Oversized poster-zine JONNY has something big to say
When did the idea of starting JONNY move from just that–an idea–to something “in the works” all the way to issue 0?
Tim Richardson: JONNY grew from a conversation between Amir and I in early Summer 17. We were seeing our community returning to its roots. From Lady Fag’s Holy Mountain parties to the emerging new downtown scene; it all inspired the same desire to channel that energy into something authentic.
That was our trigger. There was no moment of “can we do this?” It was only “Yes, let’s get to work.” We decided to do a zine – something intuitive and open where we could celebrate the diverse beauty of the community around us. We called all our incredible friends and partners, and with a bit of fortitude, JONNY issue 0 was born.
How does JONNY plan to use visuals to be part of the conversation in the current industry climate?
In this wider social climate celebrating diversity is a beautiful kind of defiance. Amir and I took that as our inspiration and founded JONNY with the simple idea of ‘recasting’ rebellion.
We decided to to focus on the what makes each person unique. To celebrate the individual through the lens of beauty and portraiture. All we can hope for now is that JONNY will add a unique voice to the broader conversation of gender, sexuality and race.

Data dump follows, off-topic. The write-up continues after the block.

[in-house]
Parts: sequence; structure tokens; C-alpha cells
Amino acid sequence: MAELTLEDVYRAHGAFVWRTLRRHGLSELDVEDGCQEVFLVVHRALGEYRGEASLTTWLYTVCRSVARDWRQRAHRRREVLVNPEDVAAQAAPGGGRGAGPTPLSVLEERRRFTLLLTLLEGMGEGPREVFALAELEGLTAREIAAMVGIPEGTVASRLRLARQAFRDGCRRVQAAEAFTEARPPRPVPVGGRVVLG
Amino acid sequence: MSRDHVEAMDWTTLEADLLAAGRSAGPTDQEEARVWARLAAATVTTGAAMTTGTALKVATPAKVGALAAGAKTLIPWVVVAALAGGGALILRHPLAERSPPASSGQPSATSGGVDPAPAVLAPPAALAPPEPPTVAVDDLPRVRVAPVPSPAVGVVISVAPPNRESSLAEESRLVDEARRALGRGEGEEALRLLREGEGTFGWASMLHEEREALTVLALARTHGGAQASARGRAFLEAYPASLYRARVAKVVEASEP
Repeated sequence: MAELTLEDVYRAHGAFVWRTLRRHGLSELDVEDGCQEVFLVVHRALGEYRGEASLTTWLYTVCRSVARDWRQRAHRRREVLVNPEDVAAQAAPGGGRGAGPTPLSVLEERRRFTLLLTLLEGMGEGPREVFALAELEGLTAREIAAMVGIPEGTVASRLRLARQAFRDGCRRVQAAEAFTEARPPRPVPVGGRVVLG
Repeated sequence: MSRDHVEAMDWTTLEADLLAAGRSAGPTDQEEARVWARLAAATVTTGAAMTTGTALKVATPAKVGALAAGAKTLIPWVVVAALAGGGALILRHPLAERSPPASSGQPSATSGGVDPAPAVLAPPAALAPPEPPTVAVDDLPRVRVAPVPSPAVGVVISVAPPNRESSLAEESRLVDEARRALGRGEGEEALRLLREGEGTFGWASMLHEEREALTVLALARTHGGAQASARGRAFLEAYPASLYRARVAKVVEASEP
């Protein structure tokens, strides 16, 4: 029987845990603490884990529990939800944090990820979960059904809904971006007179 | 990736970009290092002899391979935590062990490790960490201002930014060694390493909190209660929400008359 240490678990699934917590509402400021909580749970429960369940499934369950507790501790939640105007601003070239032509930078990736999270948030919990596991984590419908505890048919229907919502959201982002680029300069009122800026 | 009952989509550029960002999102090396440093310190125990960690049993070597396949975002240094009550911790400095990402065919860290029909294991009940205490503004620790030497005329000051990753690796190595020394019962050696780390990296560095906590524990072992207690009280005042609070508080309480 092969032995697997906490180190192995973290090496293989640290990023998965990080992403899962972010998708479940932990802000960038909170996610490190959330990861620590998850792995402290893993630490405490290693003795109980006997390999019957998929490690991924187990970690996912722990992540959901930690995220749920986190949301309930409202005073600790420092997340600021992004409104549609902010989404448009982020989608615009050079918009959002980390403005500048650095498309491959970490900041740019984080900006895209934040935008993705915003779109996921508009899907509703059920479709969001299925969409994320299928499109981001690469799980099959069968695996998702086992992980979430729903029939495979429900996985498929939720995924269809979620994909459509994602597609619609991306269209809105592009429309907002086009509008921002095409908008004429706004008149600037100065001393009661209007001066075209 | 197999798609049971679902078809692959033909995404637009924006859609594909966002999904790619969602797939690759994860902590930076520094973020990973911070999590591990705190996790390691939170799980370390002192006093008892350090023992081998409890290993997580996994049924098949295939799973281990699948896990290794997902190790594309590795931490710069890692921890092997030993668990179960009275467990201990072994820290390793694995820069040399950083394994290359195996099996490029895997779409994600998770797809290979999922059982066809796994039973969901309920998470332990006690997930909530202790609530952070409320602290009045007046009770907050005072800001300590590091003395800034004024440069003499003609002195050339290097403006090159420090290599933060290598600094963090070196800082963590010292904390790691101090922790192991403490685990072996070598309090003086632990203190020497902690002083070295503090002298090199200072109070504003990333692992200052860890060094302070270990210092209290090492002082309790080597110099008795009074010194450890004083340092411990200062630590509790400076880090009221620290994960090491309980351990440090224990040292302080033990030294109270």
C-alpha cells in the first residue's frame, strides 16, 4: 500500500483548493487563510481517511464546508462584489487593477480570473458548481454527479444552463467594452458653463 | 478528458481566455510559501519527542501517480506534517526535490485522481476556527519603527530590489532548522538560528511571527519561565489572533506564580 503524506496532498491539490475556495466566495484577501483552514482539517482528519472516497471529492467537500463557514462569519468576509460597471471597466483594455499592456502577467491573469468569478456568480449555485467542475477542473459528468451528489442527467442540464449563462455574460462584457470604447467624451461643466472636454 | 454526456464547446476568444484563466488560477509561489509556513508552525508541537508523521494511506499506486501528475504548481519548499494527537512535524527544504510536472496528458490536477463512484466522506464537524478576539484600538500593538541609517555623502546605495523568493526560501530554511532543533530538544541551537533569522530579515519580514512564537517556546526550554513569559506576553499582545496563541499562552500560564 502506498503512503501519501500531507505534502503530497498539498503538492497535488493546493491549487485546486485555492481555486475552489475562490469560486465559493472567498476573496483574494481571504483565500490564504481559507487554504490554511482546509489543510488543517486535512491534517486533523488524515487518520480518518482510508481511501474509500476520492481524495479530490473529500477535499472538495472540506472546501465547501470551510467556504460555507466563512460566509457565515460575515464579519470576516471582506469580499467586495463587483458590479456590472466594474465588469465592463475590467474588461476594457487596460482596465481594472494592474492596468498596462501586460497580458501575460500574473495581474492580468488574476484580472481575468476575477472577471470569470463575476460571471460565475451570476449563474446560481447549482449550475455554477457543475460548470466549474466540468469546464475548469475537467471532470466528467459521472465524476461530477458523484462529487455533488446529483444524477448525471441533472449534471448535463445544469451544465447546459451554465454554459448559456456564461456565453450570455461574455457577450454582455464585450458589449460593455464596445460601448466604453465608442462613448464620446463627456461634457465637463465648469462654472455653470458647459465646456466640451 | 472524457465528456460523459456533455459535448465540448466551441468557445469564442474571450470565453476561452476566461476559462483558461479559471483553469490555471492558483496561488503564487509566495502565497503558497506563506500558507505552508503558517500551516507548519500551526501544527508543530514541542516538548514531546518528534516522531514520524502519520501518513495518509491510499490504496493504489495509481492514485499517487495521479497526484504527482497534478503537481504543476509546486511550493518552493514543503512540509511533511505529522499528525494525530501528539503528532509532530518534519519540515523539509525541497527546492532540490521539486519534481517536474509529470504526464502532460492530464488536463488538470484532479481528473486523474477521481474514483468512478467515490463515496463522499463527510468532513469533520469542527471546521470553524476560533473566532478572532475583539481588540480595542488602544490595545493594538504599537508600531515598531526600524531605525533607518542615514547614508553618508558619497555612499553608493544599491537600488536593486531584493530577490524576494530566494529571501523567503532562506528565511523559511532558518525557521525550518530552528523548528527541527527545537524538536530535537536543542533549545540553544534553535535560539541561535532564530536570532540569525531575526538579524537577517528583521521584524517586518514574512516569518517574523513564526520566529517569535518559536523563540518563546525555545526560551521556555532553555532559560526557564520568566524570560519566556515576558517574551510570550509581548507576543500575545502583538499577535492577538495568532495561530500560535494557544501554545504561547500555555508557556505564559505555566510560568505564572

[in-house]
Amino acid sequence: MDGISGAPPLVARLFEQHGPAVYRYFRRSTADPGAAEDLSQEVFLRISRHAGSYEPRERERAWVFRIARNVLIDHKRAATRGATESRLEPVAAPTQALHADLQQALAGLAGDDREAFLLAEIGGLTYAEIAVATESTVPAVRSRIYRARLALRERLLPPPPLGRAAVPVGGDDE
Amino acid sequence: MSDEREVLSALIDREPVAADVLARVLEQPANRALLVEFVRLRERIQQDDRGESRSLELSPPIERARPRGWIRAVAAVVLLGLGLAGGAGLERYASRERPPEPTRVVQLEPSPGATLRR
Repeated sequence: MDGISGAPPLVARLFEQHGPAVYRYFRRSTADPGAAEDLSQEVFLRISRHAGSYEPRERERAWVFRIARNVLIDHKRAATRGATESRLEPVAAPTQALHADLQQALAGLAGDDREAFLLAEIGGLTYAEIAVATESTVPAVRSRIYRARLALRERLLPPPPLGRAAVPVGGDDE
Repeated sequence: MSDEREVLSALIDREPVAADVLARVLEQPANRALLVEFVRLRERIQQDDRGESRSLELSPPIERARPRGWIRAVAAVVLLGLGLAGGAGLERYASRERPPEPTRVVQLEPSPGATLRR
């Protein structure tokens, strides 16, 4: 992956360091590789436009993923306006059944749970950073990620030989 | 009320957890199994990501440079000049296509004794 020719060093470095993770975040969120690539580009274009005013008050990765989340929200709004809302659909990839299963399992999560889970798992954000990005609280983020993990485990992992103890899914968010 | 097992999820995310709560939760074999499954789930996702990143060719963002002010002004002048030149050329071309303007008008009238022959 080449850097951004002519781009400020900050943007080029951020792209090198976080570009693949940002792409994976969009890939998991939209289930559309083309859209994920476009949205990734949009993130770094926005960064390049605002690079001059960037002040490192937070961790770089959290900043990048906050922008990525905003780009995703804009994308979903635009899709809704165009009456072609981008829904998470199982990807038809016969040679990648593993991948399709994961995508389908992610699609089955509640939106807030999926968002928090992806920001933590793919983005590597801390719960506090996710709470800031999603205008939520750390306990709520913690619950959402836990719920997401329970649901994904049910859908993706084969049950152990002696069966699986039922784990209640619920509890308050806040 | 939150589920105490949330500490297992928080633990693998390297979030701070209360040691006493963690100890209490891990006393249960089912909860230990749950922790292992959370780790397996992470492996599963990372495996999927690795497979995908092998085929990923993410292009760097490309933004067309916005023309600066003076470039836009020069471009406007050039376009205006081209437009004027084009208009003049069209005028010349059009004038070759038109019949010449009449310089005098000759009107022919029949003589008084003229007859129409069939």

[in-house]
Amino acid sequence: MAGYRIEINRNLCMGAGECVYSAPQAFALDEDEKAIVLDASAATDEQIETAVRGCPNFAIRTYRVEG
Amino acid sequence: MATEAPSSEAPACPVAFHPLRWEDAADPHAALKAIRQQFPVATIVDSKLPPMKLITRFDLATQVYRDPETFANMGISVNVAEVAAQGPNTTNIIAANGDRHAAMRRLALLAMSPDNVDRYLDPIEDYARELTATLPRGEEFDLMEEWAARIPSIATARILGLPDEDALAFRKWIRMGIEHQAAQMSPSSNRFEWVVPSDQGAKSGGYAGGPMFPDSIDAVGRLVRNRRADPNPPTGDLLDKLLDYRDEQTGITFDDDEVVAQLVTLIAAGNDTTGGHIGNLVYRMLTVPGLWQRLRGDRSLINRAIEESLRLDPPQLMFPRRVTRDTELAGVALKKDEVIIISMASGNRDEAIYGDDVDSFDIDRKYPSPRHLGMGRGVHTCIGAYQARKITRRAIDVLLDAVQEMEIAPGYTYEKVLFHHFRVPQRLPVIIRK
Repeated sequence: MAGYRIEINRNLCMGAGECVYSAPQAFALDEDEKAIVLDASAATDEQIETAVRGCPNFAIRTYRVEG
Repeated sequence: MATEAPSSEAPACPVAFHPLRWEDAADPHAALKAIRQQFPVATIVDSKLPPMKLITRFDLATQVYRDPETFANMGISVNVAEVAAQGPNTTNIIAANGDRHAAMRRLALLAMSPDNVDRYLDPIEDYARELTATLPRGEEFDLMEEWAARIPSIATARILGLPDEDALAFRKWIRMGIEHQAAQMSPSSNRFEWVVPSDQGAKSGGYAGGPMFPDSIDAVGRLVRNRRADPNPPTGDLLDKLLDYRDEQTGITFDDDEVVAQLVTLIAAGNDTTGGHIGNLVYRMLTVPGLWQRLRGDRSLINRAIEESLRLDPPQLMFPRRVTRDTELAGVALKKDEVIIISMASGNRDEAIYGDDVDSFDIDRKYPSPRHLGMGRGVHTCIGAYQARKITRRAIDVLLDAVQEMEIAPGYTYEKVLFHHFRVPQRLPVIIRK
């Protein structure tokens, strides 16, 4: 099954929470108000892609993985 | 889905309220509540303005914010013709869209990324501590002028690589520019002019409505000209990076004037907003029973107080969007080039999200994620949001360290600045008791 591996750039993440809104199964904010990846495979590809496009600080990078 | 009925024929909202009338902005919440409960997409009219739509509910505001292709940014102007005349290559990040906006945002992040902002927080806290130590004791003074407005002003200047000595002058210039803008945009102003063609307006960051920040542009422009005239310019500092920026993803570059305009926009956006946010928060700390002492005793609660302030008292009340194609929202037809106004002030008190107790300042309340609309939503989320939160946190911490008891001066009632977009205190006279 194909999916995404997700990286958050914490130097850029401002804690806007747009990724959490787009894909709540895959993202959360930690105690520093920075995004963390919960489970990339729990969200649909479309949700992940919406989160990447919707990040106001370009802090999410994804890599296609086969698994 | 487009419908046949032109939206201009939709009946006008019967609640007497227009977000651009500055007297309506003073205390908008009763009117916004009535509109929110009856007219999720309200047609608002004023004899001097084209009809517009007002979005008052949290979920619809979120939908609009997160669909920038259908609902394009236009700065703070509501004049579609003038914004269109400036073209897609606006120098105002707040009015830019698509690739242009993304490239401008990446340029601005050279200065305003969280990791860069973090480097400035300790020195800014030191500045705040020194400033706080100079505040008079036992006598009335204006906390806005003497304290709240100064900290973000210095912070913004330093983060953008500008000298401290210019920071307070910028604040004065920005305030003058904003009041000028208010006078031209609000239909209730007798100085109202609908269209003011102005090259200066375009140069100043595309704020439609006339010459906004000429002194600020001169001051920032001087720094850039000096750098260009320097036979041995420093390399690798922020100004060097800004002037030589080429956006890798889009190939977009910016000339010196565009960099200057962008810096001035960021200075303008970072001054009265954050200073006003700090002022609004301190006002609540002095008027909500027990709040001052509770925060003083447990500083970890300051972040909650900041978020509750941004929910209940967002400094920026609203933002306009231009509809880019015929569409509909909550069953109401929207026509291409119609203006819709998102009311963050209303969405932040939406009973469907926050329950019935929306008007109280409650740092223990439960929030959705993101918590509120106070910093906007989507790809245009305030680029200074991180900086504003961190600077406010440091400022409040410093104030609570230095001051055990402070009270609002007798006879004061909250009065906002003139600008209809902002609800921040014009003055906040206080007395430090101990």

Why the oversized format? How does it differ from the typical magazine?
The poster format is not typical for a publication, but it felt right and disruptive for issue 0. You can’t just flip the pages to understand it, it takes some time to open and close and shift through the 3 posters. When everything iPhone size or smaller, it felt radical to make something the opposite – closer to the ethos of rebellion.
How do you envision the magazine evolving over the course of the next few issues?
Launching Issue Zero as a poster zine was the perfect way to give JONNY a unique character from the get go. We always imagined Issue Zero as a prelude to Issue One. A way to set the tone for the title. For Issue One we’re increasing the scale of the project and commissioning other contributors to explore their take on the rebellious beauty of diversity.
What was the thrust behind creating the visuals for this issue 0?
Amir and I began planning the pictures for Issue Zero by researching NY based artists and models we felt represented how diversity is redefining downtown NYC.
We had collaborated before on a few editorial and commercial projects so it felt natural to continue the visual journey. We have very different strengths so its always
cool to remix Amir’s emotive approach with my more graphic vision.
We worked with multiple NY based creative teams on the shoots to keep the imagery evolving. Shay Nielson cast the majority of the shoots but we also tapped into
our local scene with find the right mix of people.
Issue Zero was really a defining moment for us. Its the foundation for what we hope is an inspiring vision of the community around us.